We have posted previously about the case of EMI Group Ltd v O&H Q1 Ltd, in which the court was asked to decide whether a tenant can assign its tenancy to its guarantor. In this case, EMI Group were the guarantor of original tenant HMV, and were arguing that the lease had been validly assigned to it by HMV.

Somewhat controversially in the EMI case, the deputy judge decided that such an assignment could not happen, as it would frustrate the purpose of the Landlord and Tenant (Covenants) Act 1995 which, fundamentally, was to release the tenant and its guarantor on an authorised assignment of the lease (“the Act”).

The problem is that this interpretation of the Act goes against the concept of freedom of contract. Why should a tenant be denied the ability to assign a lease to a company that has guaranteed its obligations, if in all other respects it is an acceptable assignee to the Landlord?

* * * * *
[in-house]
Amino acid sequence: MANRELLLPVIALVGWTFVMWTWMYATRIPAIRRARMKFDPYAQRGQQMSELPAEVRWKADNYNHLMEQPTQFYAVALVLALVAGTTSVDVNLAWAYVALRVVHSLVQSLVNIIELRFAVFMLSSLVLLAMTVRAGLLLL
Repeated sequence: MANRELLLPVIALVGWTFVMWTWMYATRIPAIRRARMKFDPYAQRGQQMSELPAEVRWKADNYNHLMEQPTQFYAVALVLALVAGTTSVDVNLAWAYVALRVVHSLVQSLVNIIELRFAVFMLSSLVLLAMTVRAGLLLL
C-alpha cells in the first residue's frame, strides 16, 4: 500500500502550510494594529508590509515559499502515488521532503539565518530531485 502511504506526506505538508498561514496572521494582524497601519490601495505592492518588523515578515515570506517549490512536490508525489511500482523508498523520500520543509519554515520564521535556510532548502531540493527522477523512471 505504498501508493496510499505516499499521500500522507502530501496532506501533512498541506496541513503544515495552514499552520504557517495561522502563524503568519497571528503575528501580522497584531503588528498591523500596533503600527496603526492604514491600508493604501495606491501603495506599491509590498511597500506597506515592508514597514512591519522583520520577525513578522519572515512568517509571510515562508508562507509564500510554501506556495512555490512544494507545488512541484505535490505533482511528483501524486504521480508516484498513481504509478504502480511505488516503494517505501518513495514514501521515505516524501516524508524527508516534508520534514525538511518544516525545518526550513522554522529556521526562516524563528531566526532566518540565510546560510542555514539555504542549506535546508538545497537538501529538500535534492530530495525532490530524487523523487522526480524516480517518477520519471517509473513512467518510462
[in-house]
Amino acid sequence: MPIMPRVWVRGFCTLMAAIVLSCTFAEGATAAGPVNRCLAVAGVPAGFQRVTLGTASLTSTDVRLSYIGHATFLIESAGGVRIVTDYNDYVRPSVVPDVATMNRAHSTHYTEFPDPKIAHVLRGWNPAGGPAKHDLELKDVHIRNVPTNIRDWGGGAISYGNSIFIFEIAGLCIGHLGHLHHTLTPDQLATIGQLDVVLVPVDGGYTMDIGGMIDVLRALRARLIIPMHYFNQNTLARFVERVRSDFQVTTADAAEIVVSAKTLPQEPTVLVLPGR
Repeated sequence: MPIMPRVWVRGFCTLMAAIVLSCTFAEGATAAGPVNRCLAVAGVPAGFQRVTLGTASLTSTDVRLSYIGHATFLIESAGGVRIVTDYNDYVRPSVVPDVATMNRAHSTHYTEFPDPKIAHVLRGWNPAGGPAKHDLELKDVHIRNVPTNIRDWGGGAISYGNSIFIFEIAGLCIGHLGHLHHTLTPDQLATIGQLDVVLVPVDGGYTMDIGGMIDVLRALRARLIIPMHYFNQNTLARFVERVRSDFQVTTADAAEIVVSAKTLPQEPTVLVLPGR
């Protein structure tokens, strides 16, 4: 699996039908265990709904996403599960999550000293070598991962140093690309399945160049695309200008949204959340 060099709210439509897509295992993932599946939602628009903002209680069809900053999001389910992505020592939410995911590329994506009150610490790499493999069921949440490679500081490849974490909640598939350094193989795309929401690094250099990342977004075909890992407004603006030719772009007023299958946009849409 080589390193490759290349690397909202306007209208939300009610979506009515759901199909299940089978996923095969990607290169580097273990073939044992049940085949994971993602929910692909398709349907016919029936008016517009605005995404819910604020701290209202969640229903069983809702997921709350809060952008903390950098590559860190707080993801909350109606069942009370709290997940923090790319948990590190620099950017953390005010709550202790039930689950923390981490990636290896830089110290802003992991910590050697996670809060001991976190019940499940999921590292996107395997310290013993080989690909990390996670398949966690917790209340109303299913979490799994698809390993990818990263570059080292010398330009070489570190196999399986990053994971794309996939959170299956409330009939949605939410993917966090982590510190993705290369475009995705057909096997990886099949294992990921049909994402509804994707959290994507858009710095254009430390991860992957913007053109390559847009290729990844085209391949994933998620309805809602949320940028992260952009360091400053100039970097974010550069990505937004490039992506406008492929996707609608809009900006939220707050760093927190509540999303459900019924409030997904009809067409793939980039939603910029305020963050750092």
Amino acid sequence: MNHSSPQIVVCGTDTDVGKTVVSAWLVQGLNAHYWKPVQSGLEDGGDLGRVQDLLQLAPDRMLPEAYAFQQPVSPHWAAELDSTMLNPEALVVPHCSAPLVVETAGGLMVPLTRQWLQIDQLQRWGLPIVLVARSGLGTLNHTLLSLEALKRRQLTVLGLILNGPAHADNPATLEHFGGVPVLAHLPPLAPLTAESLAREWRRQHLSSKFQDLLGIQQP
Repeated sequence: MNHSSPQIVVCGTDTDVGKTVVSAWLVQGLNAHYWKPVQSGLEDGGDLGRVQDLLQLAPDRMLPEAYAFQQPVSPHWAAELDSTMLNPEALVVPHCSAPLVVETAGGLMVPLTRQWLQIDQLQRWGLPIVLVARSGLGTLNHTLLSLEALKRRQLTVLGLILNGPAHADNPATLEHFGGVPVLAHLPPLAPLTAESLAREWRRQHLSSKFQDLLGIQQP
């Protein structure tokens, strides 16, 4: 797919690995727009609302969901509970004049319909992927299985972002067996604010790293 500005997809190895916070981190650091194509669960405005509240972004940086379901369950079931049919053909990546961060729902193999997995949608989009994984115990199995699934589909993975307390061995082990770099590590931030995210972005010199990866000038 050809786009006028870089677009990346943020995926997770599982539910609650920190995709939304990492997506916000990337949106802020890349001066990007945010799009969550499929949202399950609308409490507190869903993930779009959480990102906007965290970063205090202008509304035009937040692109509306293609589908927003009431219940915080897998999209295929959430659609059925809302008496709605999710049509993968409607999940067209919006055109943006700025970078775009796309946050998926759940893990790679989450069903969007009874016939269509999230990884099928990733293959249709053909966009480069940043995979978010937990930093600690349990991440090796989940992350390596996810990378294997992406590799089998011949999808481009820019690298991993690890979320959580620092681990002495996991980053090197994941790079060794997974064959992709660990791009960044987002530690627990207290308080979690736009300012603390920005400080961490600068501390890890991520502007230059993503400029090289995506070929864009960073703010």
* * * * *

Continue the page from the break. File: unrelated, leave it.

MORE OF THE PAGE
The decision has been hotly debated and most in the legal profession hoped that the position would be clarified on appeal or by legislative reform. It would seem however that, for now, we are left with a very unsatisfactory and unresolved position. Until this is addressed, the advice is that tenants remain unable to validly assign their lease to a guarantor. All of the uncertainties we highlighted previously remain and if such an assignment has already happened, unscrambling the legal position is difficult. Investment sales and new assignments of leases are being held up where an assignment to a guarantor has previously been permitted.